Writer: D'Lyn Ford
LAS CRUCES -- Spring is the best time to control a tiny insect pest on pinon trees called the pinon needle scale, said a New Mexico State University forest entomologist. The insects cause early needle drop and can severely weaken trees after several years of early defoliation.
"Each year, the generation of pinon needle scale that hatches in the springtime will attack the previous year's new growth," said Bob Cain with NMSU's Cooperative Extension Service. "So as you get larger populations on a tree, you lose an entire year's worth of growth."
Eventually, Cain said, less and less new growth will be produced because of the stress on the trees. While the trees may not die, they can weaken and become susceptible to attack by bark beetles or other insects.
Inspect pinons for black bumps on two-year-old needles. "This time of year, you can recognize infected trees by the yellow cast on the inside foliage," Cain said. "The outside needles will be green, but the needles just behind the newest growth will all be turning yellow and falling off."
Pinon needle scales begin laying eggs in southern New Mexico in February. Egg laying at higher elevations and north of Socorro usually does not begin until March or April. Greenish-yellow female scales emerge from the black waxy covering on the needles and crawl down branches to lay eggs. Tiny yellow eggs are laid in a white, cottony webbing under bark flaps, beneath branches and in the litter around the base of the trees. After about one month, the eggs will hatch and tiny crawlers will move to the ends of branches and start feeding on the needles that grew last year.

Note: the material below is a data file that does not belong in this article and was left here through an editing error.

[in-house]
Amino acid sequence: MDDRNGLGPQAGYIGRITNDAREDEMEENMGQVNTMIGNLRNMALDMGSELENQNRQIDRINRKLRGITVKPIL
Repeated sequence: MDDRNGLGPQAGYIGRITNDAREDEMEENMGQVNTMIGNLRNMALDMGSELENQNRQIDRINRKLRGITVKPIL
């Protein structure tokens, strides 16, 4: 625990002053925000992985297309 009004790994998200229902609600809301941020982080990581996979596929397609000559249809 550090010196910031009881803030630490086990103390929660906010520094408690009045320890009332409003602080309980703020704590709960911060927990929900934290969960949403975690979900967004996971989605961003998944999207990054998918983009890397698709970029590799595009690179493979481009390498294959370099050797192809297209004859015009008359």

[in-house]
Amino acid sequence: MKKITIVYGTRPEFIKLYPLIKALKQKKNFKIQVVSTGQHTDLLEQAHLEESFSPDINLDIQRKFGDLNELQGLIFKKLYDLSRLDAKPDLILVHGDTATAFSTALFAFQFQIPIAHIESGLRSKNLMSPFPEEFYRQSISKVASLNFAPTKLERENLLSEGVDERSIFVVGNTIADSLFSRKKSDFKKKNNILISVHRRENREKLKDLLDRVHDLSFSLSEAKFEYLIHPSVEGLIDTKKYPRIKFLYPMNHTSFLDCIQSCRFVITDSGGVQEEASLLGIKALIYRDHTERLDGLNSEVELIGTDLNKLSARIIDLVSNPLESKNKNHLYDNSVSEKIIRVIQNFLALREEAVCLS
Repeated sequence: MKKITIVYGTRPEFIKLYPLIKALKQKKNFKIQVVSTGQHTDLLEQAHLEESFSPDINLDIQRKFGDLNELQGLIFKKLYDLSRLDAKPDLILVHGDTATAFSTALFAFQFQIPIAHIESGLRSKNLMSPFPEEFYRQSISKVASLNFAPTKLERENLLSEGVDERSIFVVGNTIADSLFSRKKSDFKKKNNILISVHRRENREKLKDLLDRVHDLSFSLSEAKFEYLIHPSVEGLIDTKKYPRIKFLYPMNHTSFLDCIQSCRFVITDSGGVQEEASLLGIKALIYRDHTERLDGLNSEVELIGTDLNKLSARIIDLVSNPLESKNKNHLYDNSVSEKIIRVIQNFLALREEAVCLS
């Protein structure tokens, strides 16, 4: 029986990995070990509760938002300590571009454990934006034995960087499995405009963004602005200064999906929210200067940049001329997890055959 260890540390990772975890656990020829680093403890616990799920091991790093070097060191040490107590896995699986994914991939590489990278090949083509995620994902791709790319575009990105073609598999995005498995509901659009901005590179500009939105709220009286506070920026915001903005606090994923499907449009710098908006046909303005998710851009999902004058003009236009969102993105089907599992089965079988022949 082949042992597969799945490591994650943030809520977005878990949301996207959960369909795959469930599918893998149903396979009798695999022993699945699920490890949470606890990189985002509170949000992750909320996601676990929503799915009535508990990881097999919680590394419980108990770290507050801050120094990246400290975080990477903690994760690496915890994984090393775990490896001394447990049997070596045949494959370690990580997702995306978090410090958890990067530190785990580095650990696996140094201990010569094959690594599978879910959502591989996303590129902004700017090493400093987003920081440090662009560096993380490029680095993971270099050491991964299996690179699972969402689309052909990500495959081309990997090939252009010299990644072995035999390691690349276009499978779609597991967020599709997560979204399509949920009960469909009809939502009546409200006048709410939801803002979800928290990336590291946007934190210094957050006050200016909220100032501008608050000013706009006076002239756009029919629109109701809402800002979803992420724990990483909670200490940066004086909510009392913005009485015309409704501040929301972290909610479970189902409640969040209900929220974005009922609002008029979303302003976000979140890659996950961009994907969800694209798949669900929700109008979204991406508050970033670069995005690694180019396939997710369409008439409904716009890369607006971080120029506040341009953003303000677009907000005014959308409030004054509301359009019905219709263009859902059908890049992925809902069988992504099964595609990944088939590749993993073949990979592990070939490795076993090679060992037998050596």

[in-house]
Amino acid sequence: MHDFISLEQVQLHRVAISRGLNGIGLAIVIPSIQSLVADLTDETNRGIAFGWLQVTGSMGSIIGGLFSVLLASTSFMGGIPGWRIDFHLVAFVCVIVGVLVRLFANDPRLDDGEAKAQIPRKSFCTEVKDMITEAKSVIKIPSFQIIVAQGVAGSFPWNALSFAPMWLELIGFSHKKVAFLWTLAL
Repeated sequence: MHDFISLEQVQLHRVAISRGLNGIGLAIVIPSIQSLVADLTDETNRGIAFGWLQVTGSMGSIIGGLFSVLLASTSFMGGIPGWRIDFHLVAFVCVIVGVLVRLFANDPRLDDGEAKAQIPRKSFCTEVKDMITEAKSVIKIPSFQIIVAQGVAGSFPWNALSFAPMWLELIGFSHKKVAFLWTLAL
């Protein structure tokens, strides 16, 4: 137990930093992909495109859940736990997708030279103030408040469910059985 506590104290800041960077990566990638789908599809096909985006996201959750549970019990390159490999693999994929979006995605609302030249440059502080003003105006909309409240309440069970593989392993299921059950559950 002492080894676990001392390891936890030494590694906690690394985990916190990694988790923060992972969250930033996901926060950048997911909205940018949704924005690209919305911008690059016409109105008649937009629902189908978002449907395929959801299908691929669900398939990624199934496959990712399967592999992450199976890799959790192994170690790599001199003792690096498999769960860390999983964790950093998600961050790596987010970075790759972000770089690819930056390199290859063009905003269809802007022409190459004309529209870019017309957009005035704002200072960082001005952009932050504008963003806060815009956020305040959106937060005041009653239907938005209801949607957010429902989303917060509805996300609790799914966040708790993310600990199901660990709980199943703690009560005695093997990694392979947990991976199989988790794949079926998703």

To control pinon needle scales, remove the egg masses before hatching occurs. Eggs can be washed off the trees with water from a garden hose and then raked up and discarded. Chemical insecticides or oils are effective, if timed when adult females are moving to egg-laying sites or when crawlers are hatching. For more information on controlling these insects, contact Cain at (505) 827-5833 or your local county Extension office.
© 2013 New Mexico State University Board of Regents
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